Walmart’s blockchain vision
Earlier this week, Walmart submitted an application for a drone delivery system. The patent focuses on how packages will be received in secure locations, rather than delivering goods directly to a customer’s doorstep. It involves drones dropping packages into secure lockers that will communicate with the drone using geofencing and blockchain technology. Once a drone comes close to its designated delivery box, the box will automatically unlock and open robotically. The blockchain technology will be used to track location, authentication of the courier, temperature of the product and supply chain transition.
The use of this particular technology adds more security in regards to sensitive and fragile items such as food, flowers or medications. It shows how the technology can benefit the logistics industry through monitoring hard to measure features such as temperature and customer identification. However, due to the current U.S. government regulations, it will still be a while until Walmart’s idea for drones with blockchain technology can be implemented.
Read more information about Walmart’s patent here.
Sprig never sprung
The meal-delivery start-up Sprig had to close its business due to complexities regarding delivery. It faced difficulties based on scale and high costs. Discounts and well-known chefs were used to entice customers to improve sales, but the strategy proved unsuccessful. It is not the only meal-delivery start-up that has struggled to create a sustainable business plan this year.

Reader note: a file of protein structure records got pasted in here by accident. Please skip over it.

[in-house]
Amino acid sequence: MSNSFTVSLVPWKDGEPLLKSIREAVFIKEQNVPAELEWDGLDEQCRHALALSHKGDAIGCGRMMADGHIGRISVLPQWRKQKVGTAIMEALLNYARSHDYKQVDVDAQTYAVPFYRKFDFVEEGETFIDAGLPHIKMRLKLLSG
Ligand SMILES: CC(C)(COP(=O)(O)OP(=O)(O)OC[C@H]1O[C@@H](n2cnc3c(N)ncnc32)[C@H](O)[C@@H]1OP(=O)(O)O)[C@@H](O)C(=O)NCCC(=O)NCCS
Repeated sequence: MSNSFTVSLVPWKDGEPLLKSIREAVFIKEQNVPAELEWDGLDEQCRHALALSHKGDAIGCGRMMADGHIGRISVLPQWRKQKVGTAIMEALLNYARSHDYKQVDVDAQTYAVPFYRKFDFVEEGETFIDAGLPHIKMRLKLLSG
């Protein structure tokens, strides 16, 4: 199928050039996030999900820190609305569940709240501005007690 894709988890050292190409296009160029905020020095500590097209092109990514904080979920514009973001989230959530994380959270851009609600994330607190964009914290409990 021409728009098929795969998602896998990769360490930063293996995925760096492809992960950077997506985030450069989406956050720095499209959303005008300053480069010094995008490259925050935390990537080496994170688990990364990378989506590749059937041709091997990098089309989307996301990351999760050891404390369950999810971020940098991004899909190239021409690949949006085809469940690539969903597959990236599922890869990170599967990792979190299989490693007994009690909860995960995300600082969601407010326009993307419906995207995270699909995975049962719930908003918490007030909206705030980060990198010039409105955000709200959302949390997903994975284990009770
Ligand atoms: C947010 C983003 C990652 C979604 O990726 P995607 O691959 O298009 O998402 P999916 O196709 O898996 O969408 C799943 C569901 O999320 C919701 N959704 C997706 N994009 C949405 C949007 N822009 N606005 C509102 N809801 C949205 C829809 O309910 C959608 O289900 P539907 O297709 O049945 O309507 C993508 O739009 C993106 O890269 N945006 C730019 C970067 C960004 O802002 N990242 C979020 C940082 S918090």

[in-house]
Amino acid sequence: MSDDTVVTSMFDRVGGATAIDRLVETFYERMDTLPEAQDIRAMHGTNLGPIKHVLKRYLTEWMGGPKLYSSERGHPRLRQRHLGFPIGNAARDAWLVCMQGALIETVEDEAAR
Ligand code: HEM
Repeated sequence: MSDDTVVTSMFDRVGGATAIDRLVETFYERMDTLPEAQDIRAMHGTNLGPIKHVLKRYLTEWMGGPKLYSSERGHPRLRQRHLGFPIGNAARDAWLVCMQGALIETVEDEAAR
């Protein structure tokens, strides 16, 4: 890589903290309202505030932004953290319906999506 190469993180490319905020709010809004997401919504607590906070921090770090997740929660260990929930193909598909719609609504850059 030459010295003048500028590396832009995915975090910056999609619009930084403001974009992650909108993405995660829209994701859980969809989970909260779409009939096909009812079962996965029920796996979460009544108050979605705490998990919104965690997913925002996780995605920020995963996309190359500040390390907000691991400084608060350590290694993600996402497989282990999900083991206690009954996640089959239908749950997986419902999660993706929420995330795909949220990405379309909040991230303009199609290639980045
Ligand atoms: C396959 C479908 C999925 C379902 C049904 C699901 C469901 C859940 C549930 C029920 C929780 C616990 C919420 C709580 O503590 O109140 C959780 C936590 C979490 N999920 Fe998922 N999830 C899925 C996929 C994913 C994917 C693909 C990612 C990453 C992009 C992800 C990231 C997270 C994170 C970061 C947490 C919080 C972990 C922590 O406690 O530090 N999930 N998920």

The main problem faced was the idea of creating just-in-time products for consumers by taking on last mile delivery. The amount of supply chain costs to achieve this were too much for Sprig to handle, because of a lack of customers affecting scale of delivery. Supply chain processes have to be tailored to the company and have the ability to adjust to a lack of customers or sudden growth; meal-delivery start-ups are proving unable to deal with these drastic changes. This puts stress and pressure on suppliers, as well as the company itself, through storing and preparing the right amount of products for deliveries.
More information can be found here.
Is repurposing becoming a new trend?
This week, it has been reported that more shopping center and mall space could be repurposed for industrial distribution. Surplus parking facilities could also be utilized, creating small-scale last-mile delivery or pick-up facilities. E-commerce is continuing to take market share from brick-and-mortar retailers, spurring a rise in empty unused space. This can be seen with 8,600 retail locations estimated to be closed by the end of this year.
As inventory will be stored in former shopping malls, it will help retailers speed up delivery times. Retailers will become closer to their potential online customers as shopping malls are already located in dense residential communities, rather than warehouses located on the outskirts of cities. Many malls are already functioning as distribution centers, currently housing many Amazon Lockers. Investors are certain these empty spaces will serve as efficient last-mile delivery or customer pick-up facilities for online orders. This method will also aid in reducing rising shipping costs for home deliveries.
Find out more information here.
Have a great weekend!
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